In honour of World AIDS Day we explore how an HIV positive diagnosis can effect where and how you travel.
Kevin joined Out Adventures as Sales Manager after seven years at Porter Airlines (Condé Nast Traveler’s Best Small Airline in the World). He came out at the young age of 16 and was diagnosed HIV positive by 23. Early on in his diagnosis, Kevin actively decided he would never let HIV dictate his life. Kevin helps support his HIV peers by participating in and fundraising during the annual Toronto AIDS Walk.
Christoforos (Chris) Mallouris
Chris works for UN AIDS as a Senior Community Support Advisor for East and Southern Africa. He is an activist and passionate advocate for the meaningful engagement of people living with HIV/AIDS in all of their diversity. Chris changed careers soon after his HIV diagnosis in 2000, leaving the world of academia and astrophysics to be part of the global response to AIDS.
About World AIDS Day
World AIDS Day takes place on December 1st each year. It’s an opportunity for people worldwide to unite in the fight against HIV, to show support for people living with HIV, and to commemorate those who have died from an AIDS-related illness. Founded in 1988, World AIDS Day was the first ever global health day.
How many countries restrict travel based on an HIV-positive diagnosis?
Forty-eight countries have some form of travel restriction(s) surrounding HIV/AIDS. In fact, until 2012, HIV-positive travellers entering the United States were forced to disclose their diagnosis.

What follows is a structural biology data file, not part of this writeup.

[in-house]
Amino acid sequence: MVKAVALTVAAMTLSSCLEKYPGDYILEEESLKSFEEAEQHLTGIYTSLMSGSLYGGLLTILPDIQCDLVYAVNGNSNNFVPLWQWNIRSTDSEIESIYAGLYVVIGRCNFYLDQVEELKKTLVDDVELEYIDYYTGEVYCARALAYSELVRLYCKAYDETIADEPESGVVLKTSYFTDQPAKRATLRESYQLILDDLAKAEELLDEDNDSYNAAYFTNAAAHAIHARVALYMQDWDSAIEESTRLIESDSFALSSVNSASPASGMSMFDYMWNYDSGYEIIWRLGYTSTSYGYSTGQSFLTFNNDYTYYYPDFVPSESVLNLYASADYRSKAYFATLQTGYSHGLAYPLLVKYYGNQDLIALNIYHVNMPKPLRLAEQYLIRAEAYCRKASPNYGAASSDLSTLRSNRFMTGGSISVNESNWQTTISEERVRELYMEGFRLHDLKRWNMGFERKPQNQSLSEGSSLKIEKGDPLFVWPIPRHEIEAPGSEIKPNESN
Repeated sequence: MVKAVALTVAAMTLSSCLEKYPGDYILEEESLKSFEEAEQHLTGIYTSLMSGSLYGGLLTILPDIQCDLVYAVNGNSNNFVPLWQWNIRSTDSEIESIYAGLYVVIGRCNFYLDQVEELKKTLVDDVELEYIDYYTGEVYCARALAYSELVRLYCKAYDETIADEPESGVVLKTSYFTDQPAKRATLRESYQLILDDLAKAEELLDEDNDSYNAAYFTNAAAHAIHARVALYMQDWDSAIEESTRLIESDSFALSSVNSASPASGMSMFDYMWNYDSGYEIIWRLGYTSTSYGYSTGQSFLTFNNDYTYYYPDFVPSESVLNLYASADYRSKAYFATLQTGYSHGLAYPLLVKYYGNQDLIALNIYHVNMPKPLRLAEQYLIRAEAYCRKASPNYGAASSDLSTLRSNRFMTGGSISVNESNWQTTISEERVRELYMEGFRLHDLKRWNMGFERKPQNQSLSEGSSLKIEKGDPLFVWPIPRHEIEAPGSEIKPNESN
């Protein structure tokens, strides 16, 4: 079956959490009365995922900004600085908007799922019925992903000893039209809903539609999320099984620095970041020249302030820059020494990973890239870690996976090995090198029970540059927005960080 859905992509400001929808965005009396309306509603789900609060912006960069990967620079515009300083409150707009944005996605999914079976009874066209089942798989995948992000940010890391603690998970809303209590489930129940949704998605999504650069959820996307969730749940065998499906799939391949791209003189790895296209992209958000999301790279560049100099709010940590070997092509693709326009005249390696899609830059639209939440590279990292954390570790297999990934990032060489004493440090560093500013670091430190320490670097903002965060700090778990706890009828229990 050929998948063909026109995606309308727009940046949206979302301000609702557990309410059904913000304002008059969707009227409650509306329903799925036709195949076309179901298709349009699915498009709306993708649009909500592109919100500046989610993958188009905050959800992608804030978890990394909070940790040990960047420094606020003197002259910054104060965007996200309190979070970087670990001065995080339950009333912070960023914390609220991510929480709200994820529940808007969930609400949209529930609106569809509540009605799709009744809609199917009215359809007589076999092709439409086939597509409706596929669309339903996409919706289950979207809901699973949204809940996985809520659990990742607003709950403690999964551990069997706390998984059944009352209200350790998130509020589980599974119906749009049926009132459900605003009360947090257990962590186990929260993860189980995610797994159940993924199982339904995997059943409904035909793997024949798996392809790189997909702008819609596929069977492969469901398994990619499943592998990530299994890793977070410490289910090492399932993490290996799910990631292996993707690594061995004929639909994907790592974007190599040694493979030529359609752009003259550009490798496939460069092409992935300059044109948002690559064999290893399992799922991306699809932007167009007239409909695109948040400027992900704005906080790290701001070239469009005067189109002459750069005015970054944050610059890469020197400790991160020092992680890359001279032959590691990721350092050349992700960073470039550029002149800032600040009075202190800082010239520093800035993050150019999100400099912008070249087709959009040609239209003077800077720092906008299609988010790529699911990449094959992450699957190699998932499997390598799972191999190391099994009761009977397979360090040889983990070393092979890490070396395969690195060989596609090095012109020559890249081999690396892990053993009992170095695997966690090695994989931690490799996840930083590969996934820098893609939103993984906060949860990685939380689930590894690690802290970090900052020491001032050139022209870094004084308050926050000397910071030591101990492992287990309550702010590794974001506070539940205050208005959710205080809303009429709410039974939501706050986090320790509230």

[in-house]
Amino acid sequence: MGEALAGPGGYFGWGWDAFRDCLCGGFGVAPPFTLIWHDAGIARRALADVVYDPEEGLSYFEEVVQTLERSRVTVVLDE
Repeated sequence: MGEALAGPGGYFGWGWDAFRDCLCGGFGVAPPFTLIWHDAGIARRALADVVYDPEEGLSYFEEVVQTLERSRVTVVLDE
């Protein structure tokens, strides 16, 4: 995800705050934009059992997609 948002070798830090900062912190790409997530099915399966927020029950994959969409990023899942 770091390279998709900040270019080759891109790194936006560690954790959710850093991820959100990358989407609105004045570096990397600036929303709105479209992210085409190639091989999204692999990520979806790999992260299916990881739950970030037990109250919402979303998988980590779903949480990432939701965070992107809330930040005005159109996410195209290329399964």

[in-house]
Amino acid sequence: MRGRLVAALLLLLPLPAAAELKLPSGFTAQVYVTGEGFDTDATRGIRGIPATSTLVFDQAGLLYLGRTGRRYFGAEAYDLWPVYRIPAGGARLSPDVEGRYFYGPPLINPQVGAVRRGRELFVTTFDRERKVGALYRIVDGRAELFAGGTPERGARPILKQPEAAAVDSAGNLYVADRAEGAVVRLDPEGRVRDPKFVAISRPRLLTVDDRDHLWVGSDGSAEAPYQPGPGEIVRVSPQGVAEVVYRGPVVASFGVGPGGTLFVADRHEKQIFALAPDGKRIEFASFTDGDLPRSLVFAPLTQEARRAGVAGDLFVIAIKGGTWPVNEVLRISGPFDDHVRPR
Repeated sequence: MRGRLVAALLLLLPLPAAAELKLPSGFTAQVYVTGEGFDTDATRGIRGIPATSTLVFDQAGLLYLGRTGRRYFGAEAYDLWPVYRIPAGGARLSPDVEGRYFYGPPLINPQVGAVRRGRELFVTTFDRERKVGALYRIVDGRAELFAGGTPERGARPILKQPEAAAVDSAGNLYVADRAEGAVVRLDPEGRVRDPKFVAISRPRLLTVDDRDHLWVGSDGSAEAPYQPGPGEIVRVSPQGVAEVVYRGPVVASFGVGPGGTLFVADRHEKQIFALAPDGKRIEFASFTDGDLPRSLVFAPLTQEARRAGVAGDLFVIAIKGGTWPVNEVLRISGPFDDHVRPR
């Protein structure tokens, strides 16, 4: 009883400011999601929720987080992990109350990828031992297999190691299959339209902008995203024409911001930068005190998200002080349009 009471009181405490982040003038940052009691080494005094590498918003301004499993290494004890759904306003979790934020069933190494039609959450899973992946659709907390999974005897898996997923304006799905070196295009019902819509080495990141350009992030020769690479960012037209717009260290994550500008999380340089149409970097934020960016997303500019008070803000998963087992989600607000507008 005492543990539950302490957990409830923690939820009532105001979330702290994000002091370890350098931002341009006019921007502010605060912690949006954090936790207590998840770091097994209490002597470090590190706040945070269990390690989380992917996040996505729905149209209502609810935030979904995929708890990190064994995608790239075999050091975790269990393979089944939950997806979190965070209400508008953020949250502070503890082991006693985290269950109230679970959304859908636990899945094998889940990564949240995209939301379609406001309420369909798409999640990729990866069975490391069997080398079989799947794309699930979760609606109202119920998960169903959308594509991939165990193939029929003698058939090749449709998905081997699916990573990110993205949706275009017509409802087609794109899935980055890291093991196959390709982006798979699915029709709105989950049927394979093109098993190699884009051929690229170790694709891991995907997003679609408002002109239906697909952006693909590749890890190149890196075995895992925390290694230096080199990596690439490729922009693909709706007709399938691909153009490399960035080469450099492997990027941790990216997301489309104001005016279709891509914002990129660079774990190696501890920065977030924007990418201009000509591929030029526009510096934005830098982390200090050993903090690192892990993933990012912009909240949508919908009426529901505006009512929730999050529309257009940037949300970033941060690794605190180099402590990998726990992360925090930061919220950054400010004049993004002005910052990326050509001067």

You can find up-to-date information on HIV travel restrictions on unaids.com.
What risks could exist if you don’t communicate an HIV-positive diagnosis?
The primary risk is deportation. Although rare, some examples exist of travellers being arrested.
As Chris correctly points out, travellers already feel vulnerable entering a new country. To be an HIV-positive traveller exacerbates the stress and vulnerability. Further, having to disclose one’s status throws individuals back to a time in their life when they may have felt, “Is there something wrong with me?”.
HIV Disclosure Laws: What you should know
The laws surround HIV/AIDS disclosure, exposure and transmission vary from country to country. The website hivjustice.net is a great resource that maps out every country’s criminalization laws, how they are applied and what recent legal cases exist. It is important to be informed on some of the risks you may not have thought about.
Disclosure – Whether or not an HIV-positive person communicates their status before they have sex.
Exposure – Whether or not an HIV-positive person may have exposed someone to HIV, but the actual transmission may not have happened.
Transmission – In cases where a transmission of HIV has occurred.
Practical Tips for travelling with HIV
Before you travel
- Pack enough medication for the duration of your trip plus (at least) one extra week’s worth in case of delays.
- Map out gay-friendly doctors, local HIV organizations, or gay advocacy groups. This will help you in case of an emergency or lost medication.
- Take care of any pre-existing medical issues before you jet off. For example, dental care should be addressed beforehand because international dentists may not be familiar with HIV-positive patients.
During your trip
- Never check your medication on flights! You don’t want to risk it getting lost in luggage.
- It may be worth hiding your medication and prescription when travelling to countries with strict HIV travel laws.
Season 3 of The Gay Travel Podcast is brought to you by GayCities: Know where to go, stay, and eat in over 240 destinations worldwide.
Image credits from the top down: Cody Black & Unsplash.com, Kevin Robitaille, Chris Mallouris.
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